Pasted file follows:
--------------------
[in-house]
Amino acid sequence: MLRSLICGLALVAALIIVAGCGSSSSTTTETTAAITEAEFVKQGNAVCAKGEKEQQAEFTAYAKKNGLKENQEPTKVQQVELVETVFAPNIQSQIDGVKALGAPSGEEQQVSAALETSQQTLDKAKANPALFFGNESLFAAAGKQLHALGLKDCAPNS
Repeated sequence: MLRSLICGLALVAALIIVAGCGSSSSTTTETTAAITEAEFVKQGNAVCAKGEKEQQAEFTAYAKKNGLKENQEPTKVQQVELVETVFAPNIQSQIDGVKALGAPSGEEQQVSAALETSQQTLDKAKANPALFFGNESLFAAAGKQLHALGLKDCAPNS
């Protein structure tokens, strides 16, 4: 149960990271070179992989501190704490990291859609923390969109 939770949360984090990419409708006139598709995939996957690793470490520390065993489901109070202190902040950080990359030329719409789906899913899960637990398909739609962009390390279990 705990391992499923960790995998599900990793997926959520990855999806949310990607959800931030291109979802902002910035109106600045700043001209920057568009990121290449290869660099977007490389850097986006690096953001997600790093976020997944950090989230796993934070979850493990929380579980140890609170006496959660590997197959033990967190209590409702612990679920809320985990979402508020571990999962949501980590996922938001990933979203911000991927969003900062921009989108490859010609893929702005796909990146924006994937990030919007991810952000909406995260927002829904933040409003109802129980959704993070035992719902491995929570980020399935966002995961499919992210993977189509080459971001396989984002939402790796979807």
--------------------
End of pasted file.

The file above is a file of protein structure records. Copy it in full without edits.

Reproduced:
[in-house]
Amino acid sequence: MLRSLICGLALVAALIIVAGCGSSSSTTTETTAAITEAEFVKQGNAVCAKGEKEQQAEFTAYAKKNGLKENQEPTKVQQVELVETVFAPNIQSQIDGVKALGAPSGEEQQVSAALETSQQTLDKAKANPALFFGNESLFAAAGKQLHALGLKDCAPNS
Repeated sequence: MLRSLICGLALVAALIIVAGCGSSSSTTTETTAAITEAEFVKQGNAVCAKGEKEQQAEFTAYAKKNGLKENQEPTKVQQVELVETVFAPNIQSQIDGVKALGAPSGEEQQVSAALETSQQTLDKAKANPALFFGNESLFAAAGKQLHALGLKDCAPNS
């Protein structure tokens, strides 16, 4: 149960990271070179992989501190704490990291859609923390969109 939770949360984090990419409708006139598709995939996957690793470490520390065993489901109070202190902040950080990359030329719409789906899913899960637990398909739609962009390390279990 705990391992499923960790995998599900990793997926959520990855999806949310990607959800931030291109979802902002910035109106600045700043001209920057568009990121290449290869660099977007490389850097986006690096953001997600790093976020997944950090989230796993934070979850493990929380579980140890609170006496959660590997197959033990967190209590409702612990679920809320985990979402508020571990999962949501980590996922938001990933979203911000991927969003900062921009989108490859010609893929702005796909990146924006994937990030919007991810952000909406995260927002829904933040409003109802129980959704993070035992719902491995929570980020399935966002995961499919992210993977189509080459971001396989984002939402790796979807």